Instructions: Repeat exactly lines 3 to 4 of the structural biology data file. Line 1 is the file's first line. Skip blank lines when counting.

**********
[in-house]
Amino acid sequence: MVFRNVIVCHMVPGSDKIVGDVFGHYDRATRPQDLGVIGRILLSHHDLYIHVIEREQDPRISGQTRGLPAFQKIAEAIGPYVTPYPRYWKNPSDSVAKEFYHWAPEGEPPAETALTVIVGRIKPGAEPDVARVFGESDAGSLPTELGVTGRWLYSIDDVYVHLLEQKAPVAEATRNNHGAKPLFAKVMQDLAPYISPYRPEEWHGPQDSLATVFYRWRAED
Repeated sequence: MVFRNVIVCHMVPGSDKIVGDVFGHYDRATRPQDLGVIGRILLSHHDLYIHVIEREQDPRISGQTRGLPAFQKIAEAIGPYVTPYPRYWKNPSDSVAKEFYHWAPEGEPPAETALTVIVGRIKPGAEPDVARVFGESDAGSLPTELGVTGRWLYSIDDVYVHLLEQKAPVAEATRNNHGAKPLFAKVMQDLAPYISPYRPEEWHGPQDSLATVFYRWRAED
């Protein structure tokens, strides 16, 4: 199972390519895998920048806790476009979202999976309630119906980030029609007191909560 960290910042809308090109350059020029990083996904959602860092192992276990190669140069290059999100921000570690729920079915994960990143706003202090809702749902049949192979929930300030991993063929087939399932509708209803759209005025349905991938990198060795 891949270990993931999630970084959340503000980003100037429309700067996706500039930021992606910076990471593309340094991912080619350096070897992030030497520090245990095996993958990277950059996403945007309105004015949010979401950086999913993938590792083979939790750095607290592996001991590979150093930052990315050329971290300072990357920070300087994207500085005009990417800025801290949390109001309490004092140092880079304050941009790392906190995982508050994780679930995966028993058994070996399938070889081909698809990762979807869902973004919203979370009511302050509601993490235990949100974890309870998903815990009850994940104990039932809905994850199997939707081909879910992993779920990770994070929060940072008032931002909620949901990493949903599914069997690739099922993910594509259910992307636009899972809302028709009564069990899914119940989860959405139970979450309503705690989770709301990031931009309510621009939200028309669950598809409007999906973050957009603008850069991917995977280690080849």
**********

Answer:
Repeated sequence: MVFRNVIVCHMVPGSDKIVGDVFGHYDRATRPQDLGVIGRILLSHHDLYIHVIEREQDPRISGQTRGLPAFQKIAEAIGPYVTPYPRYWKNPSDSVAKEFYHWAPEGEPPAETALTVIVGRIKPGAEPDVARVFGESDAGSLPTELGVTGRWLYSIDDVYVHLLEQKAPVAEATRNNHGAKPLFAKVMQDLAPYISPYRPEEWHGPQDSLATVFYRWRAED
């Protein structure tokens, strides 16, 4: 199972390519895998920048806790476009979202999976309630119906980030029609007191909560 960290910042809308090109350059020029990083996904959602860092192992276990190669140069290059999100921000570690729920079915994960990143706003202090809702749902049949192979929930300030991993063929087939399932509708209803759209005025349905991938990198060795 891949270990993931999630970084959340503000980003100037429309700067996706500039930021992606910076990471593309340094991912080619350096070897992030030497520090245990095996993958990277950059996403945007309105004015949010979401950086999913993938590792083979939790750095607290592996001991590979150093930052990315050329971290300072990357920070300087994207500085005009990417800025801290949390109001309490004092140092880079304050941009790392906190995982508050994780679930995966028993058994070996399938070889081909698809990762979807869902973004919203979370009511302050509601993490235990949100974890309870998903815990009850994940104990039932809905994850199997939707081909879910992993779920990770994070929060940072008032931002909620949901990493949903599914069997690739099922993910594509259910992307636009899972809302028709009564069990899914119940989860959405139970979450309503705690989770709301990031931009309510621009939200028309669950598809409007999906973050957009603008850069991917995977280690080849």